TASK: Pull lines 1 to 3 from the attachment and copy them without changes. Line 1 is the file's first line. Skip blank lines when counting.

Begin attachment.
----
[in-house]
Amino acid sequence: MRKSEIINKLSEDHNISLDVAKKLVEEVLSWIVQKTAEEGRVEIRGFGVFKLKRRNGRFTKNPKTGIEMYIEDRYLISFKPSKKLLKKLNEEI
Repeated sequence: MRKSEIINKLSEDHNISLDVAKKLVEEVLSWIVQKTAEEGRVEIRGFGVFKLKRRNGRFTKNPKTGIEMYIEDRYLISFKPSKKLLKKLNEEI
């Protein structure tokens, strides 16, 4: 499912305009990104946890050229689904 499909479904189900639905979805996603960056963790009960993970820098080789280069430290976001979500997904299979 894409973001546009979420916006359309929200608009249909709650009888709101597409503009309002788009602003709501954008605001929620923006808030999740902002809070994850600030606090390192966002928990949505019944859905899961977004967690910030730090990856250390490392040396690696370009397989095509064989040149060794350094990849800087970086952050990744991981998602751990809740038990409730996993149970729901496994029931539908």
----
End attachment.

[in-house]
Amino acid sequence: MRKSEIINKLSEDHNISLDVAKKLVEEVLSWIVQKTAEEGRVEIRGFGVFKLKRRNGRFTKNPKTGIEMYIEDRYLISFKPSKKLLKKLNEEI
Repeated sequence: MRKSEIINKLSEDHNISLDVAKKLVEEVLSWIVQKTAEEGRVEIRGFGVFKLKRRNGRFTKNPKTGIEMYIEDRYLISFKPSKKLLKKLNEEI